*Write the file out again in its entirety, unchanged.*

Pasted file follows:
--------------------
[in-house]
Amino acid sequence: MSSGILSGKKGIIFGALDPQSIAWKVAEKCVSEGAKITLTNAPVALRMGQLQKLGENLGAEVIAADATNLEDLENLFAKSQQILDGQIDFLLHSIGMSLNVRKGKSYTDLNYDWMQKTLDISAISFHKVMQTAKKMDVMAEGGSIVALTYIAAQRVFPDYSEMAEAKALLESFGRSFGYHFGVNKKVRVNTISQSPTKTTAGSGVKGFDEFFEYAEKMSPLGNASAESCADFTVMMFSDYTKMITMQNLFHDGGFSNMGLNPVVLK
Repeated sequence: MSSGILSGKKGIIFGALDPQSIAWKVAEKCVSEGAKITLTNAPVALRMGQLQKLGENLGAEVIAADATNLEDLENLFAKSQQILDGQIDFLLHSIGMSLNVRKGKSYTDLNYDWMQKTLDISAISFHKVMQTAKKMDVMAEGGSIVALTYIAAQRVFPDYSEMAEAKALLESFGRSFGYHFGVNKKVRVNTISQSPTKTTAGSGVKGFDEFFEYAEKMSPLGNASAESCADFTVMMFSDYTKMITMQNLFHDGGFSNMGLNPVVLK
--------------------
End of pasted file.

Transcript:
[in-house]
Amino acid sequence: MSSGILSGKKGIIFGALDPQSIAWKVAEKCVSEGAKITLTNAPVALRMGQLQKLGENLGAEVIAADATNLEDLENLFAKSQQILDGQIDFLLHSIGMSLNVRKGKSYTDLNYDWMQKTLDISAISFHKVMQTAKKMDVMAEGGSIVALTYIAAQRVFPDYSEMAEAKALLESFGRSFGYHFGVNKKVRVNTISQSPTKTTAGSGVKGFDEFFEYAEKMSPLGNASAESCADFTVMMFSDYTKMITMQNLFHDGGFSNMGLNPVVLK
Repeated sequence: MSSGILSGKKGIIFGALDPQSIAWKVAEKCVSEGAKITLTNAPVALRMGQLQKLGENLGAEVIAADATNLEDLENLFAKSQQILDGQIDFLLHSIGMSLNVRKGKSYTDLNYDWMQKTLDISAISFHKVMQTAKKMDVMAEGGSIVALTYIAAQRVFPDYSEMAEAKALLESFGRSFGYHFGVNKKVRVNTISQSPTKTTAGSGVKGFDEFFEYAEKMSPLGNASAESCADFTVMMFSDYTKMITMQNLFHDGGFSNMGLNPVVLK